Audio Roundup 2020:10

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by Joel Rich

Beautiful thought for lonely people of faith everywhere:
Here is what his wife, Dr. Tovah Lichtenstein, said after his passing:

I tend to think that he played sports as a young man not only because he enjoyed the physical exertion of basketball and what he called “the moral value” of teamwork, but also because the game allowed him to be part of a team. It gave him an opportunity to belong, to fit in, at least on the basketball court.

NYT Ethicist – What would halacha be?

Q.I have been struck by a fatal disease, inherited from my father. I have children, who know they have a 50-50 chance of inheriting the disease from me.
I have several siblings. One has children of her own. She has so far refused to be tested on the off chance that she, too, has the gene. This means that her children don’t know anything about the cause of my disease. There are interventions that could protect any future grandchildren, but her children don’t know they are in danger of passing the disease along.
I have been tempted to tell my sister’s children myself, but I know this would result in a major breach in our relationship (a real loss to me). What is my ethical responsibility here? Name Withheld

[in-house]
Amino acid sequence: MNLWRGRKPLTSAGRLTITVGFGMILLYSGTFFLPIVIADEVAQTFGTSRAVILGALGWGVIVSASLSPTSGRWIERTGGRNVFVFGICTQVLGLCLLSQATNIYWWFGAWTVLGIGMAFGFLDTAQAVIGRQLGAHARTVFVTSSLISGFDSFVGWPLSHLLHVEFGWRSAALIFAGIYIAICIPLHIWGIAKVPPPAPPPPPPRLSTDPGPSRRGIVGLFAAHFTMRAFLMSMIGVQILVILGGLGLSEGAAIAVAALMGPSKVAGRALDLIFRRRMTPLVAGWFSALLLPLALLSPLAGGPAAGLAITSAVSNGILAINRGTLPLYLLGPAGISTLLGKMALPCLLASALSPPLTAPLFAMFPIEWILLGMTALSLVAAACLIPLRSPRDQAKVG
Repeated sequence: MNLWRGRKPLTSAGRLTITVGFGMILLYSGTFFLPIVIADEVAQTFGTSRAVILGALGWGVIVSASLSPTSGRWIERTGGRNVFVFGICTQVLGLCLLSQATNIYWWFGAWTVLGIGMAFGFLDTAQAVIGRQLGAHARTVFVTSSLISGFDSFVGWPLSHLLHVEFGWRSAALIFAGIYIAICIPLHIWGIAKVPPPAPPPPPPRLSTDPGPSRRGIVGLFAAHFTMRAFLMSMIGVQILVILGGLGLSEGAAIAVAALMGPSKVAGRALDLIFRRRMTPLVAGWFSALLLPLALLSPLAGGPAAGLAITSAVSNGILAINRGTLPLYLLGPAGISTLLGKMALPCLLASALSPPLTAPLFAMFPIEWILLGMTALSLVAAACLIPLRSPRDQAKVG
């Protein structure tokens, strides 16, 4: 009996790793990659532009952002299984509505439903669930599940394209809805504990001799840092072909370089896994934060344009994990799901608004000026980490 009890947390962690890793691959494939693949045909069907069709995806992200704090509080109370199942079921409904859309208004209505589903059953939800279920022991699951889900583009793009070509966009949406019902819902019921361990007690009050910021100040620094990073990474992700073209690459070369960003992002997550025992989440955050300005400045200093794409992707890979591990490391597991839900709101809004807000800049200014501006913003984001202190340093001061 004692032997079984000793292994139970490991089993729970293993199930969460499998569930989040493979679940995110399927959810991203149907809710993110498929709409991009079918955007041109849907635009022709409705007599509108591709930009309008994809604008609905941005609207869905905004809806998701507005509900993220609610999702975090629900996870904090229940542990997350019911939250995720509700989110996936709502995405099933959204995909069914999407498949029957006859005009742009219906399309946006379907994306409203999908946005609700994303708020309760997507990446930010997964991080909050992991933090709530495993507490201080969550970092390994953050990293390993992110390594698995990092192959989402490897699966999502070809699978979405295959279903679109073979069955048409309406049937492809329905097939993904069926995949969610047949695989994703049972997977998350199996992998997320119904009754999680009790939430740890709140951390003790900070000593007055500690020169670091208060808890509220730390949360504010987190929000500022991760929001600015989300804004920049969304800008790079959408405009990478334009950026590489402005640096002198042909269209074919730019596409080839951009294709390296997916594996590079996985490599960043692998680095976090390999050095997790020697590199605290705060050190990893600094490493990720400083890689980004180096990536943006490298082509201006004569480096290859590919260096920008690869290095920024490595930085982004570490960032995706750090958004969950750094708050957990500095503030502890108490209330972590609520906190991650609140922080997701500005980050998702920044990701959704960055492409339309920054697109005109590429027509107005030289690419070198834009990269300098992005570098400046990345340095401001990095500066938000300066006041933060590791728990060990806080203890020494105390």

A. ……………………….The trouble isn’t that your sister refuses to be tested. That’s her choice. …….The trouble is that she wants to prevent her children from knowing what she already knows. By keeping them in the dark, she’s robbing them of the ability to make their own choices. And here’s a critical point. Even if they declined to be tested themselves, simply knowing that they’re at risk would enable them to protect any children they might have in the future, through “nondisclosure testing.” Clinics can conduct pre¬implantation embryo screening without sharing the results with the at-risk parent…….. Preserving your own uncertainty is defensible; putting others in jeopardy is not….As painful as a breach in your relationship with your sister would be, it’s clear that your sister’s misguided plan is itself weighing heavily on you. Urge her to level with her children about the facts. (She could implore them not to tell her if they are tested and get a positive result.) Were she still to refuse, tell them yourself.

Please direct any informal comments to [email protected].

About Joel Rich

Joel Rich is a frequent wannabee cyberspace lecturer on various Torah topics. A Yerushalmi formerly temporarily living in West Orange, NJ, his former employer and the Social Security administration support his Torah listening habits. He is a recovering consulting actuary.

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